10 October 2018

Legal directories criticised by law practitioners

The legal market is demanding that legal directories are made more accessible and transparent, especially as researchers make judgements.

A research survey conducted with lawyers and business development professionals in all global regions by MD Communications shows there is a demand for legal directories to be more transparent and for their researchers and editors to be more easily accessible.

Key findings

The survey, published as a white paper entitled ‘Legal directories: are they keeping pace in a connected world?’, also confirmed the widespread use of the directories, especially in cross-border instructions. Among the other findings is dissatisfaction from more than half of firms and barristers chambers with their ranking (56 per cent), which is a concern as a clear majority felt a ranking and mention boosted their chances in international instructions (80 per cent). The Legal 500 and Chambers and Partners were seen as the lead innovators.The survey also claimed that categories for the Bar need reviewing for accuracy with research quality only judged ‘average. Less than half (45 per cent) of general counsel review rankings as part of the process of selecting external legal advisers.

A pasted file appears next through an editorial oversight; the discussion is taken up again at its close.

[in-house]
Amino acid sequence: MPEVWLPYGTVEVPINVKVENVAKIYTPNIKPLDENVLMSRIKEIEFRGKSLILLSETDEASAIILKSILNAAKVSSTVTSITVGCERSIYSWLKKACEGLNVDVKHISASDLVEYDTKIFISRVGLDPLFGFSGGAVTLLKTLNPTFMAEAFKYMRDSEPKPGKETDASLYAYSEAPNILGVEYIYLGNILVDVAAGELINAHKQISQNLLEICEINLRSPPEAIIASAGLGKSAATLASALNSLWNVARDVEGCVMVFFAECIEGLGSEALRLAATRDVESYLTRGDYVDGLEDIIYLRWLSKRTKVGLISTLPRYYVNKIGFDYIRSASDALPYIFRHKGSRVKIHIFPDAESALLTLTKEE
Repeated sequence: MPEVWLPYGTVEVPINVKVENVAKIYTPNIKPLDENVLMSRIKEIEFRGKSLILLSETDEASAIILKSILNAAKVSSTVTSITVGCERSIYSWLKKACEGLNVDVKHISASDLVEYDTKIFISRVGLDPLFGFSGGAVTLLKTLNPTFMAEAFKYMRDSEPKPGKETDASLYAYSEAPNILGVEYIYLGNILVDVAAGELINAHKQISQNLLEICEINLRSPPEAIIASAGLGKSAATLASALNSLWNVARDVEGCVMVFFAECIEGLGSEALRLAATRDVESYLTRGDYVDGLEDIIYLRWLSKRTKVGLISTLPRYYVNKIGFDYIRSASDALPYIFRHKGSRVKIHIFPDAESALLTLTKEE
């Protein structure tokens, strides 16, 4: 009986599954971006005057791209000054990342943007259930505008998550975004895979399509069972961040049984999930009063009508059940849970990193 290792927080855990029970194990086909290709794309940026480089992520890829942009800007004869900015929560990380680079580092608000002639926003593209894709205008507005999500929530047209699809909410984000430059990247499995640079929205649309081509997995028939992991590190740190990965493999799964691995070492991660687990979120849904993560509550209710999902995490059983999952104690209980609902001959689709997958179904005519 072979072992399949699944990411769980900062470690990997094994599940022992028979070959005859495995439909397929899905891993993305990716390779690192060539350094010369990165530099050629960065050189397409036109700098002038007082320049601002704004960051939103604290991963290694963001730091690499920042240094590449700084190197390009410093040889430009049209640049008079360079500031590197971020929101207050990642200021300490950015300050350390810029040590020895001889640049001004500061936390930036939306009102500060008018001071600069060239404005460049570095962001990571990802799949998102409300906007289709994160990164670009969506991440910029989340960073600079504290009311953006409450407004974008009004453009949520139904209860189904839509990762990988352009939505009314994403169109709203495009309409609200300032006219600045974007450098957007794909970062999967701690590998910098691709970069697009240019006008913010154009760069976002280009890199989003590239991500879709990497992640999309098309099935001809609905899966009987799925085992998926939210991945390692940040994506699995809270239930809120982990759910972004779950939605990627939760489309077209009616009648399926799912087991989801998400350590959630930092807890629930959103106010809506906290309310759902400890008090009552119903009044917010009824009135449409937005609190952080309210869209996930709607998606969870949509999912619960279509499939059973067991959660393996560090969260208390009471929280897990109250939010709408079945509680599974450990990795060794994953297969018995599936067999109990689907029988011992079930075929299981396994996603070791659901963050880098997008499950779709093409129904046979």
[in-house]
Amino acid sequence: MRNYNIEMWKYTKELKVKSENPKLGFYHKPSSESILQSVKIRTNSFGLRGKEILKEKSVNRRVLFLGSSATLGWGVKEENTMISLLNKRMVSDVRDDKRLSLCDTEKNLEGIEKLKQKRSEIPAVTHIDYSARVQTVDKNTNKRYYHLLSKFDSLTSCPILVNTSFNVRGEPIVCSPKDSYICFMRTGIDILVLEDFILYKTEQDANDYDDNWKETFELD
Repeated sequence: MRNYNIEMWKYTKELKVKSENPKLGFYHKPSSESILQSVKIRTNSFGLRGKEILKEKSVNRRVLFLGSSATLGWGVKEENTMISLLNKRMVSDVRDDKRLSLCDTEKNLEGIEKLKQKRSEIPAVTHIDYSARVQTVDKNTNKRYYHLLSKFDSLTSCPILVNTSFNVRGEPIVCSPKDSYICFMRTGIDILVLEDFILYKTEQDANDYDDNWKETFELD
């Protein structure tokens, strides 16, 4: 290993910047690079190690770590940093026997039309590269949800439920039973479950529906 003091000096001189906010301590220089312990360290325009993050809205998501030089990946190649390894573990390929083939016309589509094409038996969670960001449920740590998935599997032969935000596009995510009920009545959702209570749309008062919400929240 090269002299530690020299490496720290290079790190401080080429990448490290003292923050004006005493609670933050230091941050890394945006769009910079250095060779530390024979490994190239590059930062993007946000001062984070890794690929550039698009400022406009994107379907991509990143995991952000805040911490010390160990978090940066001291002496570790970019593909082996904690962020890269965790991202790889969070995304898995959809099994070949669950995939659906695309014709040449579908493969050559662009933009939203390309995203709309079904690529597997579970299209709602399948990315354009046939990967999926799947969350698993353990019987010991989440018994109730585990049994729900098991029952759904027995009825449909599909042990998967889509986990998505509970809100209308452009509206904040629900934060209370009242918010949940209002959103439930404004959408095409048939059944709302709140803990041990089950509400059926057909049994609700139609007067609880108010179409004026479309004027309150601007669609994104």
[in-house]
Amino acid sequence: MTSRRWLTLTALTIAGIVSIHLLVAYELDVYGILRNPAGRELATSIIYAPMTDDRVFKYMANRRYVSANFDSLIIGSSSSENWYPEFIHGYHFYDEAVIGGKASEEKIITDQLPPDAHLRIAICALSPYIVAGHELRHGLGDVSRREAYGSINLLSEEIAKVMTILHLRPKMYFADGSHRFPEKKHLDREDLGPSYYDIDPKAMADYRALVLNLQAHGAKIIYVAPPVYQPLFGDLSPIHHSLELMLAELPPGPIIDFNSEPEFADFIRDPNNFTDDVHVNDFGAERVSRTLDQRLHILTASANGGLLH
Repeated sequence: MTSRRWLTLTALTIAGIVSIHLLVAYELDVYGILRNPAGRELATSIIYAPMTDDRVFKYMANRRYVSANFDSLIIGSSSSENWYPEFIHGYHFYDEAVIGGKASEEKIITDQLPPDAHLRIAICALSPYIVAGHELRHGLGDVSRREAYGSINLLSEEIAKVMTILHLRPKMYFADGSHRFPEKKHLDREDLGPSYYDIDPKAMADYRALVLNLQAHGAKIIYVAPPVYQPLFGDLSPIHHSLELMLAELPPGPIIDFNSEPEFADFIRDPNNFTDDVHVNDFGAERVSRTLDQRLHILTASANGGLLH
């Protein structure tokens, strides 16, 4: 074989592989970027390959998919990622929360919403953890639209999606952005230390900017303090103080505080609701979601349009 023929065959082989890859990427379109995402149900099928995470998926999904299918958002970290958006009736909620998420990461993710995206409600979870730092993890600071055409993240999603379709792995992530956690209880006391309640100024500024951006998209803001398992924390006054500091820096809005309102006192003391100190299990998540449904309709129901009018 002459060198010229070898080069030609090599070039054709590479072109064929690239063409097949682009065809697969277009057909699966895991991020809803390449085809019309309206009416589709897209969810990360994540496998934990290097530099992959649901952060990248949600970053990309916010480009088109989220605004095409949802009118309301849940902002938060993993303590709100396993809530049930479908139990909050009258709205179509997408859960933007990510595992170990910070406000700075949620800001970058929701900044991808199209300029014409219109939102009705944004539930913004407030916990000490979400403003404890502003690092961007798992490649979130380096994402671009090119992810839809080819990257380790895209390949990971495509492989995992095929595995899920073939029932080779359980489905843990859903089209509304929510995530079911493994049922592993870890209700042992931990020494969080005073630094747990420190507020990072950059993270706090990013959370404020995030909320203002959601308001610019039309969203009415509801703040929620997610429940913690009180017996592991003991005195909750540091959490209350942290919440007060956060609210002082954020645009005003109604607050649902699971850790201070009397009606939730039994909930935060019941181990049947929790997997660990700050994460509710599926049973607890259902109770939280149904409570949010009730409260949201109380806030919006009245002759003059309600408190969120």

More scrutiny

Melissa Davis, managing director of MD Communications, said of the findings:  ‘From gender pay to financial reporting, the legal sector is subject to more demands on transparency and scrutiny than ever before. In that sense, the directories were ahead of their time. Working with them remains worth the effort.’ Ms Davis added, ‘but the legal market wants that scrutiny to be two-way, and responded to our research in that spirit. If the directories listen to and act on what’s said here, then their way of assessing the market, which is unique in professional services, has a sustainable future. That is a good thing.’ The report can be obtain here.